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Archaeological Research in Progress Conference 2020 – ONLINE EVENT

6th June 2020 @ 10:00 am - 3:00 pm

Tap O'Noth (Image Credit: edited and reproduced with permission by James O'Driscoll, University of Aberdeen)

Archaeological Research in Progress is a national conference organised each year by Archaeology Scotland and the Society of Antiquaries of Scotland, supported by Historic Environment Scotland.

All speakers have submitted their talks in the form of video or article submissions. Once you have reserved your ticket(s) you will be invited to the private event group where this content will be released! Q&A will take place on Facebook and Twitter with the speakers.

We’re also thrilled to announce that every conference ticket also includes a 20% discount to use on all books in the Society Online Shop, so please share this event with friends and family (discount code is valid from Saturday 6 June to Sunday 7 June).


  • 8000 years of archaeology at Aden, Mintlaw – Alison Cameron FSAScot (Cameron Archaeology)
  • Excavation at Tap O’Noth Hillfort, Aberdeenshire – James O’Driscoll (University of Aberdeen)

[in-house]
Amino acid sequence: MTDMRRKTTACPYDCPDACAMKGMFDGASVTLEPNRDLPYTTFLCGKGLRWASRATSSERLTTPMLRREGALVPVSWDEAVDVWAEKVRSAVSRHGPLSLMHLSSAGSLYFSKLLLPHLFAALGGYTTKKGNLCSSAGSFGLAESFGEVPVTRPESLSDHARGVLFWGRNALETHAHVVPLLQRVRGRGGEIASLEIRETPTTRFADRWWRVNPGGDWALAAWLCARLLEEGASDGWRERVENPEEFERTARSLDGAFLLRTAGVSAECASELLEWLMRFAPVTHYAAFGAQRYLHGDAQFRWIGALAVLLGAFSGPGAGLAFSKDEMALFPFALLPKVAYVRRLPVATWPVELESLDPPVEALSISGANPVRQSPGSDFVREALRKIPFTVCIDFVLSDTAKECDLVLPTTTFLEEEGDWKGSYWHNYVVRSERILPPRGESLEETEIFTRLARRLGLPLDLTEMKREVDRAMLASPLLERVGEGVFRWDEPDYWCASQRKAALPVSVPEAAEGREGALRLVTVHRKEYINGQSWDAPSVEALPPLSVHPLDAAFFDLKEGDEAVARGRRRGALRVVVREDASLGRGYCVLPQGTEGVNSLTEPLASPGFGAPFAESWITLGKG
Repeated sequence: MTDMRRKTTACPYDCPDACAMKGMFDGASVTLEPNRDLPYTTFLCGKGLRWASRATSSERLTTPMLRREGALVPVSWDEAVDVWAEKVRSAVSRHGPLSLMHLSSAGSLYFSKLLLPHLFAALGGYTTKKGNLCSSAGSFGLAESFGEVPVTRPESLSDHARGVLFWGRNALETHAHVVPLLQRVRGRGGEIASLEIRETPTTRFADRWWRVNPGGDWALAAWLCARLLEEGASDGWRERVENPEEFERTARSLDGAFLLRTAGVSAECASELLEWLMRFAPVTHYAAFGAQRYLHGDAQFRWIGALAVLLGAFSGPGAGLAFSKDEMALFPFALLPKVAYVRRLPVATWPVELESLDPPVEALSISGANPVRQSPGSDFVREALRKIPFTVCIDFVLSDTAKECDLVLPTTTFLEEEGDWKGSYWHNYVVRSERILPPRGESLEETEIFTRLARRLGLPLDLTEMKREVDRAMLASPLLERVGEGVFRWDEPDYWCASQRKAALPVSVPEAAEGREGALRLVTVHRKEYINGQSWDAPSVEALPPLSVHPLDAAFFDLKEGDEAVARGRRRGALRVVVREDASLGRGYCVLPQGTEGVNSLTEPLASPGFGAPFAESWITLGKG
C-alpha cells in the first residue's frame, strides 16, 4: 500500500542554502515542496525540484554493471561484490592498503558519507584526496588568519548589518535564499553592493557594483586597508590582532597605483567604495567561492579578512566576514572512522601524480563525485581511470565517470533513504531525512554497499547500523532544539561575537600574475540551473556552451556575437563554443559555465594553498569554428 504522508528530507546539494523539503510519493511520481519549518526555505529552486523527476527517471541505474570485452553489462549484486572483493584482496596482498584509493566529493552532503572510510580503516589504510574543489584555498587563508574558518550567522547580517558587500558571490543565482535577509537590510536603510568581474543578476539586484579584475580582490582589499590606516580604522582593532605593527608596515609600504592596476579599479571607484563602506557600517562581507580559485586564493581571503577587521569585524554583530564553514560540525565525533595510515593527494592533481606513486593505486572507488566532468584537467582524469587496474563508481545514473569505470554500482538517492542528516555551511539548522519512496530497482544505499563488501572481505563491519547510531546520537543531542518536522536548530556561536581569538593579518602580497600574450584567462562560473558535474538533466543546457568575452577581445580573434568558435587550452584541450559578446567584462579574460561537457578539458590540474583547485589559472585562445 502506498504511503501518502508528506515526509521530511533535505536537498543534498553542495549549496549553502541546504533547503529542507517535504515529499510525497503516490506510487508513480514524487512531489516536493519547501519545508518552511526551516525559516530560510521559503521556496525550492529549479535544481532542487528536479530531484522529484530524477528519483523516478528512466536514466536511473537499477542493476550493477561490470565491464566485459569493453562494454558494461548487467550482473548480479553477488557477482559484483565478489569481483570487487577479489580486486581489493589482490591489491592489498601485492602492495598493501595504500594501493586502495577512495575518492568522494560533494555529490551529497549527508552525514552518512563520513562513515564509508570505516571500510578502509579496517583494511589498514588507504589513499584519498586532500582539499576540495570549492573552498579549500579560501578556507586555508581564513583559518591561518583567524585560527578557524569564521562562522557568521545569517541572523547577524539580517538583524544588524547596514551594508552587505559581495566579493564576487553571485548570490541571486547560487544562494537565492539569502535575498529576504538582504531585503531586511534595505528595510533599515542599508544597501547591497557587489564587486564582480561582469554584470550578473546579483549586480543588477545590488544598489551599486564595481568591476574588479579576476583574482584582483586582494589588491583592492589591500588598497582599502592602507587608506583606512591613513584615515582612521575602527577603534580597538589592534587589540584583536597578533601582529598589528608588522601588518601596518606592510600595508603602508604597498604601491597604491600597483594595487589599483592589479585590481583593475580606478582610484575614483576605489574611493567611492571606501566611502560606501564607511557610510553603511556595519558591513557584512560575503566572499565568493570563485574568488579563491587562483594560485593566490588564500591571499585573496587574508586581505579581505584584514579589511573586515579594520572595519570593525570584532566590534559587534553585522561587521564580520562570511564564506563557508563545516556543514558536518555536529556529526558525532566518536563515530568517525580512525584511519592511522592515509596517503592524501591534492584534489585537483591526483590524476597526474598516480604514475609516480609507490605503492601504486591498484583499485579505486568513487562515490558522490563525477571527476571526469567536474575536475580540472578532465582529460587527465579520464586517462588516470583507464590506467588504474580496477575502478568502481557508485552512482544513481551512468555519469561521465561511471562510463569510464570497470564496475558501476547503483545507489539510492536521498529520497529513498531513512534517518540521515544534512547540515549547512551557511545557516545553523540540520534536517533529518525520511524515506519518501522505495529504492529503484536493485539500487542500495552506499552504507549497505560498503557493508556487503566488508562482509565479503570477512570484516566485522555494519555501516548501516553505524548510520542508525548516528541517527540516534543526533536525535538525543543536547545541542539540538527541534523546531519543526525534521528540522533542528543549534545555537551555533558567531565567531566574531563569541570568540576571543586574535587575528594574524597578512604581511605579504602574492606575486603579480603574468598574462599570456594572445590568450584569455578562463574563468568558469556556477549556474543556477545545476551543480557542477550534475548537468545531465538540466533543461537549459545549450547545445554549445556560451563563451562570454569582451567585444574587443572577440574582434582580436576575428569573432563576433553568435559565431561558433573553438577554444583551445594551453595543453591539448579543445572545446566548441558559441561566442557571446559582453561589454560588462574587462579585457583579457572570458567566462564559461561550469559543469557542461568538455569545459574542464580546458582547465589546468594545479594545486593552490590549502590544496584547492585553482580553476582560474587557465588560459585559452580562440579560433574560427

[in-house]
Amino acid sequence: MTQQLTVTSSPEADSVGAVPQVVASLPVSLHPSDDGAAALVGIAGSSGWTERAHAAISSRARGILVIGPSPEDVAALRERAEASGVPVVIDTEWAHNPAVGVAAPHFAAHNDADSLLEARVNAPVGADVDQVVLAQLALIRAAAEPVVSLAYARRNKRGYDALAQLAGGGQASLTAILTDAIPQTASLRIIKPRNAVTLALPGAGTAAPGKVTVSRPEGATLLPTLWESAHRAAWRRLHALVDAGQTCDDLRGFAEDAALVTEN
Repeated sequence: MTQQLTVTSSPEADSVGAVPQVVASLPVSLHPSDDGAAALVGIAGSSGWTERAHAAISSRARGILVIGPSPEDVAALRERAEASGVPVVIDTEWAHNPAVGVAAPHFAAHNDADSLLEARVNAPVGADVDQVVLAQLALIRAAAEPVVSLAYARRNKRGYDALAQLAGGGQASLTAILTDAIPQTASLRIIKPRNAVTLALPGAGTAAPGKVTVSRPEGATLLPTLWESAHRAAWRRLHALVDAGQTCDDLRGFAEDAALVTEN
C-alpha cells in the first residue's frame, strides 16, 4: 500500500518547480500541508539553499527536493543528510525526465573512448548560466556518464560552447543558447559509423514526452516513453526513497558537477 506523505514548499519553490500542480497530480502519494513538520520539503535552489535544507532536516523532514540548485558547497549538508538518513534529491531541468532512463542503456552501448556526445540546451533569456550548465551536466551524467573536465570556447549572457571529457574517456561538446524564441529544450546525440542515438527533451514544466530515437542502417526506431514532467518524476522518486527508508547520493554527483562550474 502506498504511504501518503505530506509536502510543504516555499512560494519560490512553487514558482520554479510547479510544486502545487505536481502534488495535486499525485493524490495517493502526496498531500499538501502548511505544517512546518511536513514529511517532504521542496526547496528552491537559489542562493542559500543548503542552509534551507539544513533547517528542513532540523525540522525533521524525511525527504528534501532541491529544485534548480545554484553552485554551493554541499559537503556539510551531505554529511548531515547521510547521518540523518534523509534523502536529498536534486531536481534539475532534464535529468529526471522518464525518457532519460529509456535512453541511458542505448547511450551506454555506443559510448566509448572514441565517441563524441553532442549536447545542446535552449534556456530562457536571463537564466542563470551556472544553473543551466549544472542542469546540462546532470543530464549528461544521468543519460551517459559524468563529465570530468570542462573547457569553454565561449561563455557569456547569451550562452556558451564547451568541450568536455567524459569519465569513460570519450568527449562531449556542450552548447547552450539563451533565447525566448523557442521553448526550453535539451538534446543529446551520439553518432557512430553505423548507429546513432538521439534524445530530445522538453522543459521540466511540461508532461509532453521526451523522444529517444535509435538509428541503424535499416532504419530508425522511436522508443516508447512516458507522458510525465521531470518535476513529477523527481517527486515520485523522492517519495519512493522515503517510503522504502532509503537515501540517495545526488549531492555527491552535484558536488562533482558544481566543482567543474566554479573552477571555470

• Historic Carvings on Mither Tap, Bennachie – Moira Blackmore FSAScot (University of Aberdeen)
  • Ancestor or adversary? Understanding the six-headed medieval burials from St Colman’s Church, Portmahomack – Cecily Spall FSAScot (FAS Heritage)
  • Fish and Picts: Symbols and subsistence in early Medieval Scotland – Dr Kate Britton FSAScot (University of Aberdeen)
  • The Hill of the People of Ce: Recent Excavation at The Mither Tap, Bennachie – Gordon Noble FSAScot (University of Aberdeen)
  • Battle Hill, Huntly – Murray Cook FSAScot (Rampart Scotland)
  • A Chip off the Old Block – Sheila Duthie & Irvine Ross FSAScot (Mesolithic Deeside)
  • A Portrait of Life and Death in Aberdeen – Excavations at Aberdeen Art Gallery – Steven Watt (AOC Archaeology)

Tickets are free but donations are gratefully received. Register through the link below.

Featured Image: Tap O’Noth (Image Credit: edited and reproduced with permission by James O’Driscoll, University of Aberdeen)

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